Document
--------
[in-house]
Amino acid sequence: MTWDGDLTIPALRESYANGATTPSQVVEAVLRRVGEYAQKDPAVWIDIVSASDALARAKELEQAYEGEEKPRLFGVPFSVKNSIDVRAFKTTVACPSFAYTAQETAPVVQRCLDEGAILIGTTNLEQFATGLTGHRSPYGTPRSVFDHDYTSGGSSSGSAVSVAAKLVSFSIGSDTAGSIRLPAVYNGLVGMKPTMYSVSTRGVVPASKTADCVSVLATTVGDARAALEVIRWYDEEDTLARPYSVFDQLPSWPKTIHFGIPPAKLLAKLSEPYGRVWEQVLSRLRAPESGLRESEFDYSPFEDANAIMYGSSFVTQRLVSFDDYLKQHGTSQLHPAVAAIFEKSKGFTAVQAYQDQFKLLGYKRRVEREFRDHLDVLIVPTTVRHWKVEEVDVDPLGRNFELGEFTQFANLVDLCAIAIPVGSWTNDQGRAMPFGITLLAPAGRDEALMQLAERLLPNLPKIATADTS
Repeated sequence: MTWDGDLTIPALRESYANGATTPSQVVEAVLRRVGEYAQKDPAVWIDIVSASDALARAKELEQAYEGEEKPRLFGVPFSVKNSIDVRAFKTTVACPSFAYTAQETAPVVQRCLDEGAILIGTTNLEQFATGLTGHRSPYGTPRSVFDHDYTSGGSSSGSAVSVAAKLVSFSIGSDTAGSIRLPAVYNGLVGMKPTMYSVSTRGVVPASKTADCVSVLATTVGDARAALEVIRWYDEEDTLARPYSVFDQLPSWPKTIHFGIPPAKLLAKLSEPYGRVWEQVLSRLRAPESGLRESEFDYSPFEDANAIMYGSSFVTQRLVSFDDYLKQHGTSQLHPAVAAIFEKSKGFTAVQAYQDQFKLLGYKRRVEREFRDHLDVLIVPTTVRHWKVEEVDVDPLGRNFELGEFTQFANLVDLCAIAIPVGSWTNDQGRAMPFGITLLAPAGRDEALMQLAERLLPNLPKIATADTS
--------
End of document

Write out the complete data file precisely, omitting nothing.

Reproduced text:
[in-house]
Amino acid sequence: MTWDGDLTIPALRESYANGATTPSQVVEAVLRRVGEYAQKDPAVWIDIVSASDALARAKELEQAYEGEEKPRLFGVPFSVKNSIDVRAFKTTVACPSFAYTAQETAPVVQRCLDEGAILIGTTNLEQFATGLTGHRSPYGTPRSVFDHDYTSGGSSSGSAVSVAAKLVSFSIGSDTAGSIRLPAVYNGLVGMKPTMYSVSTRGVVPASKTADCVSVLATTVGDARAALEVIRWYDEEDTLARPYSVFDQLPSWPKTIHFGIPPAKLLAKLSEPYGRVWEQVLSRLRAPESGLRESEFDYSPFEDANAIMYGSSFVTQRLVSFDDYLKQHGTSQLHPAVAAIFEKSKGFTAVQAYQDQFKLLGYKRRVEREFRDHLDVLIVPTTVRHWKVEEVDVDPLGRNFELGEFTQFANLVDLCAIAIPVGSWTNDQGRAMPFGITLLAPAGRDEALMQLAERLLPNLPKIATADTS
Repeated sequence: MTWDGDLTIPALRESYANGATTPSQVVEAVLRRVGEYAQKDPAVWIDIVSASDALARAKELEQAYEGEEKPRLFGVPFSVKNSIDVRAFKTTVACPSFAYTAQETAPVVQRCLDEGAILIGTTNLEQFATGLTGHRSPYGTPRSVFDHDYTSGGSSSGSAVSVAAKLVSFSIGSDTAGSIRLPAVYNGLVGMKPTMYSVSTRGVVPASKTADCVSVLATTVGDARAALEVIRWYDEEDTLARPYSVFDQLPSWPKTIHFGIPPAKLLAKLSEPYGRVWEQVLSRLRAPESGLRESEFDYSPFEDANAIMYGSSFVTQRLVSFDDYLKQHGTSQLHPAVAAIFEKSKGFTAVQAYQDQFKLLGYKRRVEREFRDHLDVLIVPTTVRHWKVEEVDVDPLGRNFELGEFTQFANLVDLCAIAIPVGSWTNDQGRAMPFGITLLAPAGRDEALMQLAERLLPNLPKIATADTS